Even before Hunt became Catholic, Blessed John Paul II had caught his attention. He was struck by the man’s holiness and witness. As for Pope Francis, Hunt said, “I love him. The media are trying to frame him the way they want him to be, but he has the ability to cut through all that for his own bold, unique witness. In this media age, that is unusual. I think he also has reminded us to lead with love.”
A dynamic Catholic
Hunt entered the Church at the Shrine of the Immaculate Conception in Atlanta on Jan. 6, 2008. His wife Anita did not join him in converting, but Hunt said because she understood how he had reached his decision, she has remained supportive. Anita organizes all her husband’s events in Catholic settings and she accompanies him. They attend Mass and Legatus events together. The couple’s two daughters since have followed their father into the Church.
Tom Peterson, founder of Catholics Come Home, invited the Hunts to join Legatus’ Atlanta Chapter. Peterson says it took extreme humility and a sacrificial heart for Hunt to give up the lead pastorate of a thriving church that drew 5,000 worshipers every Sunday.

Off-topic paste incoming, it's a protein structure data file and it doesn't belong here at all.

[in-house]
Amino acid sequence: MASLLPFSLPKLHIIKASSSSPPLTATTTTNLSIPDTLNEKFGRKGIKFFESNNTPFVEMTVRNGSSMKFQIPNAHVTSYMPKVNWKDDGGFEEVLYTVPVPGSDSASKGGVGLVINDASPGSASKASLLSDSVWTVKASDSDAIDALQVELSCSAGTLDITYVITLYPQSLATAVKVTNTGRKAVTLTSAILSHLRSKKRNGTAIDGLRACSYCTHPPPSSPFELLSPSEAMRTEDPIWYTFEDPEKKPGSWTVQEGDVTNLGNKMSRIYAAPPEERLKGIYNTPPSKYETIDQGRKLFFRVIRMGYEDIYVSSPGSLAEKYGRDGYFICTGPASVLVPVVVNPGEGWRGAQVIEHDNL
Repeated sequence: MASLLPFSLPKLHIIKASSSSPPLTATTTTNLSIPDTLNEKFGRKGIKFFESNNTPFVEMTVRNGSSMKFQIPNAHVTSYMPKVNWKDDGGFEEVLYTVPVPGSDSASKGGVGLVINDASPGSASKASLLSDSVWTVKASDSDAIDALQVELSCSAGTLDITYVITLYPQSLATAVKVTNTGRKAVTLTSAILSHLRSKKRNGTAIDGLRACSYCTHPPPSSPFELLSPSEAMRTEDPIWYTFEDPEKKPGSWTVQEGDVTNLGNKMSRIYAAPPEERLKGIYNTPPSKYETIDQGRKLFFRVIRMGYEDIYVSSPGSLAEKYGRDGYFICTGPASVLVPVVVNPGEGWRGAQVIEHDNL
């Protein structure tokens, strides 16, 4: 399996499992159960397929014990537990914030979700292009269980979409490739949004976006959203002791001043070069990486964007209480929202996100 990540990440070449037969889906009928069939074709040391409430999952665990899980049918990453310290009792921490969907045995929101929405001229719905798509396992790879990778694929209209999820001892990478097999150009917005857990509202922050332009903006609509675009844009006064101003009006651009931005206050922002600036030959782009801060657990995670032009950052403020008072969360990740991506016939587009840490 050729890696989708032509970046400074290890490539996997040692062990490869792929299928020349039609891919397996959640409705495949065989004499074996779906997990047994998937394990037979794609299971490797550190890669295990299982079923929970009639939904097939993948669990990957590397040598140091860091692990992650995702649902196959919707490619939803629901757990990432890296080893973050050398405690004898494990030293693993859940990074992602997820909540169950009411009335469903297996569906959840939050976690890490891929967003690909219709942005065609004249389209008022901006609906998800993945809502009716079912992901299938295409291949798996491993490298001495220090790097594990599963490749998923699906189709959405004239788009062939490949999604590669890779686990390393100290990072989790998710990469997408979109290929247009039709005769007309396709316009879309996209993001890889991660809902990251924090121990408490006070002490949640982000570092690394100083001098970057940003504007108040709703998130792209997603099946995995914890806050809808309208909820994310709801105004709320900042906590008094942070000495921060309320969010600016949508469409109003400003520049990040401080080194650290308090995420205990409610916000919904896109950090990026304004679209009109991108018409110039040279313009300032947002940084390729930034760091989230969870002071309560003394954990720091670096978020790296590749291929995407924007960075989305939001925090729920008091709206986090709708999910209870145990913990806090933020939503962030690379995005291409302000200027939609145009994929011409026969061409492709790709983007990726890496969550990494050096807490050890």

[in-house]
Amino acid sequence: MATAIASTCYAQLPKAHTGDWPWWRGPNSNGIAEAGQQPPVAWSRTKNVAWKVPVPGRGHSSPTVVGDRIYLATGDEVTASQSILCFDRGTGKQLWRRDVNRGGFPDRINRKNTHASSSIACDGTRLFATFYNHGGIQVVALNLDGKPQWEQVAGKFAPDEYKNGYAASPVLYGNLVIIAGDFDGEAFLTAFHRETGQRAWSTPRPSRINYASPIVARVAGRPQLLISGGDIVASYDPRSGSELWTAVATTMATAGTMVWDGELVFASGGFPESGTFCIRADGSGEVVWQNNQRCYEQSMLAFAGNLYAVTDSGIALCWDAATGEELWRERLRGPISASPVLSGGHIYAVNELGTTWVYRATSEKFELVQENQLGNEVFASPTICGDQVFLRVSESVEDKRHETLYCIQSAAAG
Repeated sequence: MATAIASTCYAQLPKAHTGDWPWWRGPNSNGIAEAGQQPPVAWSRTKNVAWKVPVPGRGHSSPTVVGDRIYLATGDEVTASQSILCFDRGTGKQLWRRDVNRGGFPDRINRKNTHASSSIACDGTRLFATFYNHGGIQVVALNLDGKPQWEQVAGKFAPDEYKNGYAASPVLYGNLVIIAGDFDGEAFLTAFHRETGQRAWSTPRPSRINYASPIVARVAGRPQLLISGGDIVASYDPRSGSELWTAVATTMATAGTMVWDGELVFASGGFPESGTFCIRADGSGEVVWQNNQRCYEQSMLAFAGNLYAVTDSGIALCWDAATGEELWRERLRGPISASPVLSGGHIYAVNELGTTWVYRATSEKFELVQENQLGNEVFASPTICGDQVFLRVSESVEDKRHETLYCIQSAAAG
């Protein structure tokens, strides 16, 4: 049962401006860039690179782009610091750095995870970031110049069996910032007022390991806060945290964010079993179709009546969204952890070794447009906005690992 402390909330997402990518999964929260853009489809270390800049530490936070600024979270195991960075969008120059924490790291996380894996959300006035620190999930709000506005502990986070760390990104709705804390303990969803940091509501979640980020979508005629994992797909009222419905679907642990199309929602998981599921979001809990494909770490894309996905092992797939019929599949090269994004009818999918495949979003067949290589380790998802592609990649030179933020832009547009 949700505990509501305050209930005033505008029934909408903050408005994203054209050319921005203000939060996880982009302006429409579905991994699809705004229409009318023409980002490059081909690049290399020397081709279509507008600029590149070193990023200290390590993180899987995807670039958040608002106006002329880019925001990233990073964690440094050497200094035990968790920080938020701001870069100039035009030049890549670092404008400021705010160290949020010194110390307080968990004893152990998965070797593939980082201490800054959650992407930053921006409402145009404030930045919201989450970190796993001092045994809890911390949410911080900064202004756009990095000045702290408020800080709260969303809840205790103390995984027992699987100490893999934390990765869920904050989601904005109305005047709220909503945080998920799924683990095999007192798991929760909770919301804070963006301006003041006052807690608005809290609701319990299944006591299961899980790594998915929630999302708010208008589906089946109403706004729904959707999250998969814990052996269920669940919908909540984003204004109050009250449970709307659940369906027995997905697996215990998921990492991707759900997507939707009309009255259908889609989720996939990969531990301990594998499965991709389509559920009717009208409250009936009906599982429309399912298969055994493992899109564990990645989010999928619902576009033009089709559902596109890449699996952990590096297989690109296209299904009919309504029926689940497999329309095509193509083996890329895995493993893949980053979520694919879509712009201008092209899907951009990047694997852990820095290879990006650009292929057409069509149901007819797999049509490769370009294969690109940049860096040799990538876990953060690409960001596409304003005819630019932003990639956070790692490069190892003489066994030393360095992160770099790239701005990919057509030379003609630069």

Hunt’s conversion, Peterson said, has been a gift to the New Evangelization. “Allen is blessed with a skill set, a talent and a charism to convey Christ’s word in a way that everybody can understand. He’s got the gift of preaching and the charism of teaching, but also has a zeal and passion for the faith that is contagious.”
Added Deacon Mike Bickerstaff, director of adult education at St. Peter Chanel Church in Roswell, Ga.: “His energy is a huge plus, but he’s also a great storyteller. We need more people who can weave a good story while engaging in evangelization. Allen can grab your attention and keep it.”
Matthew Kelly said he has been inspired by Hunt’s gift for what he calls “relational ministry.” “He just likes people. I know it sounds strange, but it is amazing to me how many people in ministry don’t really like getting to know people and don’t enjoy just being with people. Allen lives for this. He thrives on it and sees it as the core of the way Jesus approached people.”
JUDY ROBERTS is Legatus magazine’s staff writer.